Does It Finally Signal A New Dawn In The Australia-India Relationship?
Scott Morrison and Narendra Modi’s virtual summit on June 4 , in my view, has more potential to herald a new dawn in the bilateral relationship, especially in relation to business links, than any previous similar event !
On the surface, the business relationship would appear to be doing very well. In 2018, bilateral trade was worth $32.31 billion and investment stock $30.7 billion. However, given that India is the 5th largest economy in the world in nominal terms and 3rd largest in PPP terms, there is a huge gap between the actual and potential of the relationship. Australia is only India’s 20th largest trading partner and India ranks 6th among ours! When it comes to investment, India’s investment here ranks lower that 15th and ours in India only 18th.
Our exports to India are also limited to a few ‘easy’ sectors, mineral and agricultural resources accounting for most of our merchandise and international students and other tourism in Australia most of our services..
What characterises our exports is that they are extremely impersonal. We ship resources to them and deliver most of our education in Australia, neither requiring any Australian to go to India. To develop a better understanding of India, the Indian people, especially in government and business, we must go there and, preferably, experience living there.
The most frequent reasons given for the lack of an Australian business presence in India is that Australians are inherently risk averse and India too risky and difficult a place to do business in. Both arguments are highly questionable.
Australians are not risk averse. We herd to the most competitive market in the world, the US, in droves, despite the fact that the record of these ventures is littered with failure. Our small Aussie hi-tech battlers have flocked to the most competitive technology market in the world, Silicon Valley, in their thousands! There is also no doubt India is very challenging. Despite this, businesses from several countries, including some with a reputation for caution, including the US, UK, Japan, Korea, Switzerland, Italy and Germany, have a significant presence there because they see it as a massive present and future opportunity.
The other excuse is that those countries have products or services for which India is a major market. But don’t we have world leading skills in viticulture and wine making in a climate remarkably similar to India’s? We also harvest, transport and store agricultural produce with minimal wastage, whereas India loses half of theirs. Our defence industries and our R&D generally are world class and greater collaboration with India would be mutually beneficial. We could also attract more international students here by promoting distance learning in India more vigorously.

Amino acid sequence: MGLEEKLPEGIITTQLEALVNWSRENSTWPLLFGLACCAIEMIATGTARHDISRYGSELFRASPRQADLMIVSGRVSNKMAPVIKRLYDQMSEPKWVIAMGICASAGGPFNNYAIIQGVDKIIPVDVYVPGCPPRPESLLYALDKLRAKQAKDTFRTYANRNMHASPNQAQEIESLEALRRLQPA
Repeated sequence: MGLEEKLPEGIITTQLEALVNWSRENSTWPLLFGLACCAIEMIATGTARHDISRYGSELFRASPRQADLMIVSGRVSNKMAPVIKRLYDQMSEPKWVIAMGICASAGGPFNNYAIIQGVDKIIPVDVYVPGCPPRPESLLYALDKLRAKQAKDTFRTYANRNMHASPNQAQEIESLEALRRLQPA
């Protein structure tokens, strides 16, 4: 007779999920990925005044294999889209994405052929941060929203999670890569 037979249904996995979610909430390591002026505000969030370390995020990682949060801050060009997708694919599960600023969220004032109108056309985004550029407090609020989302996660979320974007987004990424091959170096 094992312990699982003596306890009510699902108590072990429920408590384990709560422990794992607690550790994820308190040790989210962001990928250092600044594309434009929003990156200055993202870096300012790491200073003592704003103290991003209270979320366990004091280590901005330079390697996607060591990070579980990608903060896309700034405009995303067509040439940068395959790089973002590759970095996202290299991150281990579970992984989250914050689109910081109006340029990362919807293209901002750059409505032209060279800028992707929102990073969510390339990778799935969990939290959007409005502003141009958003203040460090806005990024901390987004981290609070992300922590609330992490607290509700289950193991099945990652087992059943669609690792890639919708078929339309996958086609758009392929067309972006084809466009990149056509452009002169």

Not only is our business presence in India minimal, it has been highly erratic. Numerous Australian corporates have had a significant presence there, but most have pulled out for a variety of reasons, demonstrating their lack of commitment.
The promise of the Morrison-Modi Summit owes a lot to a report by Australia’s former Foreign Secretary and High Commissioner to India, Peter Varghese AO, on the Indian opportunity. The introduction to his report, An India Economic Strategy to 2035: Navigating from Potential to Delivery captures the potential, and what is required to pursue it, perfectly: “Over the next 20 years, a growing India will need many of Australia’s goods and services – including in education, agriculture, energy, resources, tourism, healthcare, financial services, infrastructure, science and innovation, and sport.
There’s no single major market out to 2035 with more growth opportunities for Australian business than India. Australia’s ties with India are long-standing and strong. What’s now needed is a step change in the economic partnership, led at the highest levels of government and business.
The India Economic Strategy is an ambitious plan to transform Australia’s economic partnership with India out to 2035. Getting the Strategy right will strengthen the resilience of the Australian economy and help realise India’s aspirations.”
At the Summit, our Government demonstrated its commitment to the Varghese recommendations, proposing several strategic initiatives, including finally signing a Comprehensive Strategic Partnership, which has been many years in the making; the sale of our barley; requests to be permitted to establish Australian educational institutions in India; closer collaboration in cyber-security, infrastructure and defence industries.
It’s a very promising beginning, hopefully a new dawn that will finally see the Australia-India business relationship move towards its full potential! The only fly in the ointment was that our PM couldn’t resist the temptation to refer to his taste for Indian food and joke that he had cooked samosas, which he would have liked to have given to the Indian PM had they met in person and how much he wanted to taste Gujarati Khichdi! Modi, the consummate negotiator, of course responded jocularly and the Indian diplomats duly laughed. But, deep down, they feel our PM’s continuous reference to his curries, even frequently saying that curry is the best metaphor for the bilateral links, trivialises the relationship. The term Khichdi in common parlance means mishmash! They even derisively call Morrison Scomosa!
Successful partnerships must deliver mutual benefit founded on mutual respect. Fortunately, the Australian cabinet ministers and diplomats at the Summit, Simon Birmingham, Marise Payne, Dan Tehan and Barry O’Farrell among them treated the event very seriously and conducted themselves impeccably. We can only hope that their efforts meet the success they deserve!